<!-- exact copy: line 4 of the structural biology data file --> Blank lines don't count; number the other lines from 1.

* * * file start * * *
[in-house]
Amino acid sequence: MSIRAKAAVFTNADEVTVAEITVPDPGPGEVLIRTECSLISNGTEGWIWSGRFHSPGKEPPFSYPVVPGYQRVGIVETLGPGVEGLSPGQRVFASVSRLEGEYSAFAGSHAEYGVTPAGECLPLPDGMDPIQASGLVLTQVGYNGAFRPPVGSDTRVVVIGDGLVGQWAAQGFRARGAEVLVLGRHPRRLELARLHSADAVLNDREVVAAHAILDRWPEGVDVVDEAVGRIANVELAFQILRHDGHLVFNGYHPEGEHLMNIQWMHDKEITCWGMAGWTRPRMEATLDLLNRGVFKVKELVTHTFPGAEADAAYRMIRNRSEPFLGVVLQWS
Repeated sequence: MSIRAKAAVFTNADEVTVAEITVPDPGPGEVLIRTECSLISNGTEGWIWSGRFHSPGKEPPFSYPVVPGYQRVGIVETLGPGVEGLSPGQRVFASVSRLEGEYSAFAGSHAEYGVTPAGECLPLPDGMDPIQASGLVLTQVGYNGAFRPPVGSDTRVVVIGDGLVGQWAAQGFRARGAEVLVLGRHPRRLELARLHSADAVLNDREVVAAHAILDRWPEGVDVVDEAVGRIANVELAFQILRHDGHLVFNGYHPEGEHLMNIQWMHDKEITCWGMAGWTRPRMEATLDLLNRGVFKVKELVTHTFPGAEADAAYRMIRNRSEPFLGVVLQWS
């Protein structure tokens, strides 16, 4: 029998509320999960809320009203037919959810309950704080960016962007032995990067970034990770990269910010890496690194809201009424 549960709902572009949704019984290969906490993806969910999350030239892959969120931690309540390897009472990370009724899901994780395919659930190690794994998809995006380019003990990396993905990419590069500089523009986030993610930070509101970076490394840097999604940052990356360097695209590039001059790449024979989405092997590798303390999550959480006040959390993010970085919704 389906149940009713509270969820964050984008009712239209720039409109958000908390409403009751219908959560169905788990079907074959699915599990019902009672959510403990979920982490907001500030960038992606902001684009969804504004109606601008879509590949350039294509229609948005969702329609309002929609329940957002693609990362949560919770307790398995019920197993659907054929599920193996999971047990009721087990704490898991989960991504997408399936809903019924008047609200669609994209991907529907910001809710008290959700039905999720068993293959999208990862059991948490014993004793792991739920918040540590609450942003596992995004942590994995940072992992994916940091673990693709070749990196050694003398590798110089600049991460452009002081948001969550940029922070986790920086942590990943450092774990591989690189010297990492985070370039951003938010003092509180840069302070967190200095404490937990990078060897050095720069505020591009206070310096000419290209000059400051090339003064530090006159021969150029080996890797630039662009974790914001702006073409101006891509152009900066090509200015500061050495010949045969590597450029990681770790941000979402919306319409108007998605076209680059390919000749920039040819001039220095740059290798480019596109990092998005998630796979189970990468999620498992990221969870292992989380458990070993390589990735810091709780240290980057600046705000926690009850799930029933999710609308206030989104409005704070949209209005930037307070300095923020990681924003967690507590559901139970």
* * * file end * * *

């Protein structure tokens, strides 16, 4: 029998509320999960809320009203037919959810309950704080960016962007032995990067970034990770990269910010890496690194809201009424 549960709902572009949704019984290969906490993806969910999350030239892959969120931690309540390897009472990370009724899901994780395919659930190690794994998809995006380019003990990396993905990419590069500089523009986030993610930070509101970076490394840097999604940052990356360097695209590039001059790449024979989405092997590798303390999550959480006040959390993010970085919704 389906149940009713509270969820964050984008009712239209720039409109958000908390409403009751219908959560169905788990079907074959699915599990019902009672959510403990979920982490907001500030960038992606902001684009969804504004109606601008879509590949350039294509229609948005969702329609309002929609329940957002693609990362949560919770307790398995019920197993659907054929599920193996999971047990009721087990704490898991989960991504997408399936809903019924008047609200669609994209991907529907910001809710008290959700039905999720068993293959999208990862059991948490014993004793792991739920918040540590609450942003596992995004942590994995940072992992994916940091673990693709070749990196050694003398590798110089600049991460452009002081948001969550940029922070986790920086942590990943450092774990591989690189010297990492985070370039951003938010003092509180840069302070967190200095404490937990990078060897050095720069505020591009206070310096000419290209000059400051090339003064530090006159021969150029080996890797630039662009974790914001702006073409101006891509152009900066090509200015500061050495010949045969590597450029990681770790941000979402919306319409108007998605076209680059390919000749920039040819001039220095740059290798480019596109990092998005998630796979189970990468999620498992990221969870292992989380458990070993390589990735810091709780240290980057600046705000926690009850799930029933999710609308206030989104409005704070949209209005930037307070300095923020990681924003967690507590559901139970």